A deep dig for joy
As I look out the window on April 6th, a day of double birthdays in my family (Happy Birthday to my mom and 2 year old niece!!), I see snow falling from the sky. The wind is blowing dense flakes, they skip across muddy puddles, bounce against the walls of the building surrounding me and eventually return to the earth. This intrigue in watching the snow has me thinking about the mind. Our minds are like the vast sky and our emotions and thoughts are the weather patterns that emerge across the sky and then dissipate, recycled back to where they came from and in its wake another weather pattern follows. Sometimes these weather patterns last minutes, hours, and some last days. We even have seasons with somewhat predictable weather patterns where, depending on where you live, you might expect precipitation more often or more sunshine. They all pass, recycle, and begin again - just like our thoughts and ruminations.
Last month my family traveled to Arizona for our spring break. A chance to get away from the typical weather pattern of our area which was still very much in the throes of winter, to escape for a bit to an area that experiences different weather patterns. The first morning in Arizona set the stage for what we desired. Calm air and a sunny sky that warmed our timid flesh. However, that same day we traveled away from the calm air and sunny sky into a dark, cloudy sky, unpredictable air, and rain. As we sat outside of a restaurant waiting for our name to be called to a newly cleaned table, also located outside, we continued to take in the warmth against our skin and the enjoyment of our new surroundings. Yet - we couldn’t help but notice, in the distance the sky appeared to be changing.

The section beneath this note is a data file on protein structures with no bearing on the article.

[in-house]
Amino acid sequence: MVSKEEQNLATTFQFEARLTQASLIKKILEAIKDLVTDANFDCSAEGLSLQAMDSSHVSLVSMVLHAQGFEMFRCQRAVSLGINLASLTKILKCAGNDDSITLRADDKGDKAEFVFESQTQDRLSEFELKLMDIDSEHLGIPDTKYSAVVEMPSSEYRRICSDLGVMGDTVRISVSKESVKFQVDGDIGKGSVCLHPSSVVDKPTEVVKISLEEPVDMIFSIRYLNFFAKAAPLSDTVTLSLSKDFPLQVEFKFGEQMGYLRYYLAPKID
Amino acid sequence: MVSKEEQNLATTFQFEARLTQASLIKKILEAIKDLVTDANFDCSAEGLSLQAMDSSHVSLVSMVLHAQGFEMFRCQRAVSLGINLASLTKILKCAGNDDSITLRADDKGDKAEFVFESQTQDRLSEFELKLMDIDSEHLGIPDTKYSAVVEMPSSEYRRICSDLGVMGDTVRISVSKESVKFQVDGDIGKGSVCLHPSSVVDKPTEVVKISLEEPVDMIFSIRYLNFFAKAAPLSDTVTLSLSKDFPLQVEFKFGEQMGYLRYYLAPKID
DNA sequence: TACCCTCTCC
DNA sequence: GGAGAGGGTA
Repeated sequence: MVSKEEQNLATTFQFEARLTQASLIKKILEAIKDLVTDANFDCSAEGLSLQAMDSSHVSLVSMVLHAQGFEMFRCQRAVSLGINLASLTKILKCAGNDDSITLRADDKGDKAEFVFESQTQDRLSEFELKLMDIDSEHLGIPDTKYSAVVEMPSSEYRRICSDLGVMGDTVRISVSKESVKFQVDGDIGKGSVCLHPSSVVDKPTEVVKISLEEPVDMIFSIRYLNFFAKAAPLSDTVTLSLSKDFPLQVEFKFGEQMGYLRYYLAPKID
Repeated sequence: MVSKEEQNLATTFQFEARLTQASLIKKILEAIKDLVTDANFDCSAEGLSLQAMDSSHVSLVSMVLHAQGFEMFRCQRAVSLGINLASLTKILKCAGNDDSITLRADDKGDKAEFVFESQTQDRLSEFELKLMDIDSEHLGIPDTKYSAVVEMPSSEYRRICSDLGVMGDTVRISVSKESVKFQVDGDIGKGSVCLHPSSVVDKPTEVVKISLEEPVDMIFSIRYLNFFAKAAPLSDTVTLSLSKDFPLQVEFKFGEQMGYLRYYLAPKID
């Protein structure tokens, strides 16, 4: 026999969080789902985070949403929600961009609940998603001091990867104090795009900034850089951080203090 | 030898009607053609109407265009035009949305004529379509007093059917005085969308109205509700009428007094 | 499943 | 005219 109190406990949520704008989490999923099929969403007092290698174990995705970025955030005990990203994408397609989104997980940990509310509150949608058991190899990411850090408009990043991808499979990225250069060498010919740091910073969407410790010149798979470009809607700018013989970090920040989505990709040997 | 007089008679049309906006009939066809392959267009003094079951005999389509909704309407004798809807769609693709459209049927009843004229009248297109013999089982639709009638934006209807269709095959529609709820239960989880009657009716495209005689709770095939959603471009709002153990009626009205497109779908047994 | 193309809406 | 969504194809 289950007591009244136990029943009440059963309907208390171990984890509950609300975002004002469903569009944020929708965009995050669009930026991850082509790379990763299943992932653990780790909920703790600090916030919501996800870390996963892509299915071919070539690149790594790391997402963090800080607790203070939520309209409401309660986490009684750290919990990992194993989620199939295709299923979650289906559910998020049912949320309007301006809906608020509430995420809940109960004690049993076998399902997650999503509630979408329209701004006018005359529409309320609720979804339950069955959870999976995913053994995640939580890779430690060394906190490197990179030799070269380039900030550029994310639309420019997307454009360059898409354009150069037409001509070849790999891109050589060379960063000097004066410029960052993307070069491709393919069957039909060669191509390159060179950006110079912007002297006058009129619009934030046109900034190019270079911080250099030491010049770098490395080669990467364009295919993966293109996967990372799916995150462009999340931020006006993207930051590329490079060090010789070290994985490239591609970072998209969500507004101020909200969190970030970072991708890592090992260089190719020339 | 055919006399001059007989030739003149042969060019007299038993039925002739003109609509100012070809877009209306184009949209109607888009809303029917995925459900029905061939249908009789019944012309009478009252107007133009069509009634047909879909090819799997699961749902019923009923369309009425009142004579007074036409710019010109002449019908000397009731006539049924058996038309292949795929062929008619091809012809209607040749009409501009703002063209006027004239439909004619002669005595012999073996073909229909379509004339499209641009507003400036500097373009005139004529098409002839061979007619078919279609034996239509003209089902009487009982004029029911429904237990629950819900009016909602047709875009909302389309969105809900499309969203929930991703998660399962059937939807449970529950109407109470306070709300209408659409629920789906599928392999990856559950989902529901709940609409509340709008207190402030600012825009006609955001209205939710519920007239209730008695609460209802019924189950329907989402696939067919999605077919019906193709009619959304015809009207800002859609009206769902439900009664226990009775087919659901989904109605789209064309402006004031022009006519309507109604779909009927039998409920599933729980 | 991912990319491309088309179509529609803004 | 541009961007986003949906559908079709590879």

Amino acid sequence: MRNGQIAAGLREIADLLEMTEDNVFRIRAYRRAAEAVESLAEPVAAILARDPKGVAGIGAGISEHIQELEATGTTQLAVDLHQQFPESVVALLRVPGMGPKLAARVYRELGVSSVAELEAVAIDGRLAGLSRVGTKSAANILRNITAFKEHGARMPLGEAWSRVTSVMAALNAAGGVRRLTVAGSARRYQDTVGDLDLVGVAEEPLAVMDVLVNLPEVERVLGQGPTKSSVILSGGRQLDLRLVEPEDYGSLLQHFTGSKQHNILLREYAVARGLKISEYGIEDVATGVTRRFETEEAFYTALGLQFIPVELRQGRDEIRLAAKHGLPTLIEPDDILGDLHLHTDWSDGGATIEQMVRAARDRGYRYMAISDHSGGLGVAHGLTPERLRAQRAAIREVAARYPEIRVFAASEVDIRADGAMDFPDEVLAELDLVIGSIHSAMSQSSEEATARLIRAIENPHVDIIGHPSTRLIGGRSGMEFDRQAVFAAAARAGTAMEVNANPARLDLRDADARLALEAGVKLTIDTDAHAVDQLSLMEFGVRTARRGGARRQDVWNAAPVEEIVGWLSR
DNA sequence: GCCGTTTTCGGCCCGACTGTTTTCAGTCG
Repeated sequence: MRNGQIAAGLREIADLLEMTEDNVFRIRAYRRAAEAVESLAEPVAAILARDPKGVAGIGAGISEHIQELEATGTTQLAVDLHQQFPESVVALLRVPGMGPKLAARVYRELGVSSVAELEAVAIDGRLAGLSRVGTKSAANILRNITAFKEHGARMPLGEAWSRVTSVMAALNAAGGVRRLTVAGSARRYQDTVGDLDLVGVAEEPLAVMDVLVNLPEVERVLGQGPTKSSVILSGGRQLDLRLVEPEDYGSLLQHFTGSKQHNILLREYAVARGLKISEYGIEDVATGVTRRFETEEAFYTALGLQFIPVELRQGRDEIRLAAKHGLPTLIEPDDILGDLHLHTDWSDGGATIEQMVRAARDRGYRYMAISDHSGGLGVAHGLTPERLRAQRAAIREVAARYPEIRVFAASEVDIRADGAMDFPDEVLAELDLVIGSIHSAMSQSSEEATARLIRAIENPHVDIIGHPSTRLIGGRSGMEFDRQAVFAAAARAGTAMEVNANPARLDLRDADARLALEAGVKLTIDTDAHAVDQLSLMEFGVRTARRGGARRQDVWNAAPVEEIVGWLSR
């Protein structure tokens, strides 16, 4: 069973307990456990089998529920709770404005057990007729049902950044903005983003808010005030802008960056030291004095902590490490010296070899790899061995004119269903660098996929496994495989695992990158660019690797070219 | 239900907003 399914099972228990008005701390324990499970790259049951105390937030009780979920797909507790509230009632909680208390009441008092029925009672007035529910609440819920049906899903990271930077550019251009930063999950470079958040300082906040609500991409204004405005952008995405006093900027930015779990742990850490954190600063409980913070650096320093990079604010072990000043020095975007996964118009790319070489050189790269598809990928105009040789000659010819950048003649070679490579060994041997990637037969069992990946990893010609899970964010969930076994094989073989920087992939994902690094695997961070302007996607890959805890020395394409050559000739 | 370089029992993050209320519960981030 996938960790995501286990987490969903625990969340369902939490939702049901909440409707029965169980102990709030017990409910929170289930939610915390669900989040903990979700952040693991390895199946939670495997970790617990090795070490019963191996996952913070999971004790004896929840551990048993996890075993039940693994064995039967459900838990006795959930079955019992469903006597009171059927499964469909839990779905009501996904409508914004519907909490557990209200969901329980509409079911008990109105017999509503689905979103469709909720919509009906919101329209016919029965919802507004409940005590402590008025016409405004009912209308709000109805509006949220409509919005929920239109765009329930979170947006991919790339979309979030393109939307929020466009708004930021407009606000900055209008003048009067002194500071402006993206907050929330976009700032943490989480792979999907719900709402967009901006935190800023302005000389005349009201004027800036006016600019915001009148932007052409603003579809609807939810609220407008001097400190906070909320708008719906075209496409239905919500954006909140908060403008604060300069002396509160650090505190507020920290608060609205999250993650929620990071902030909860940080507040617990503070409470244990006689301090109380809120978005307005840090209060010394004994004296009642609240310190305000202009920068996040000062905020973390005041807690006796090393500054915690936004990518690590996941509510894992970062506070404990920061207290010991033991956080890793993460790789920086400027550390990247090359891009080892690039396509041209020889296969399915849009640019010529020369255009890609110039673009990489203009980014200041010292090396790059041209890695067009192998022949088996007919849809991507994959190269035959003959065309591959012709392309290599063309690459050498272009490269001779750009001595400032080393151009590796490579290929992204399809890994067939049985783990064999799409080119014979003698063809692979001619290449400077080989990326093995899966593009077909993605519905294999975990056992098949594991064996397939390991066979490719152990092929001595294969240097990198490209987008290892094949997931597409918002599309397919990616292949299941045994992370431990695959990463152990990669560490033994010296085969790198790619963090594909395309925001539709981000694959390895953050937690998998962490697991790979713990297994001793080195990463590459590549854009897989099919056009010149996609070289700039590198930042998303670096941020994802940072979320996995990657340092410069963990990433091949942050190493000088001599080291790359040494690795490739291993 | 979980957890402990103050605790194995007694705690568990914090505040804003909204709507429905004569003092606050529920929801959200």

Once we sat down at our table, in an outside seating area, the sky began to darken and the air became more swift. We questioned returning to our vehicle for jackets. Nah - we were from the midwest, we could handle a bit of air movement. Yet - our minds changed just moments later when the wind picked up, the dark clouds were directly overhead and rain began to lightly sprinkle our faces. By this point we had clad ourselves in jackets and had ordered our food. Others that had been seated outside had left. We were the only table that remained with any guests and our waitress apologized that there was not enough space in the restaurant to move us to. She also expressed confidence that the weather would pass quickly and that it is “never like this here”. I am not sure that was at all comforting. A few moments later as we huddled around the heater near our table, the waitress brought out my cup of hot tea and the tea bag flew right off the saucer landing in a cup of ice water on the table. She apologized and I laughed. I reminisced on the fact that a few hours ago I was gleefully sitting outside getting a bit too hot in the sun as I ate breakfast and now I was shivering watching my tea bag float in a cup of ice. My son looked at me and lamented, “I thought it was supposed to be hot here!”. Oh the promises of a different climate. My family of five had each packed one sweatshirt each for the trip, “just in case”. Needless to say, those sweatshirts were worn most days on our trip as we traveled to the Grand Canyon (brrr!) and then through the mountains. At least in the most southern part of our journey we were able to exchange the jackets for swimsuits. Finally!!
Enjoying the amazing canyon with my mother and father in law
Since returning to the north, the weather has been equally dysregulated. A lot of snow had melted when we were in Arizona, but then a few days upon our return, it snowed again leaving us with yet another landscape of white as far as the eye could see. Snow this time of year is different from the snow that falls November - February. Now it is heavy and dense, not light and fluffy. There is mud everywhere. The grass is matted and brown. Yet, the robins are singing a lovely song and while I wonder if they ever feel like they’ve been duped by mother nature as they sit in the branches of the trees, dense snowflakes pelting their little faces, they continue to fly and sing. I learn from watching nature. I notice that the weather patterns outside are similar to the weather patterns inside of myself. I notice that I feel different with each season and desire doing different things. I am ever changing, ever evolving, and cyclical.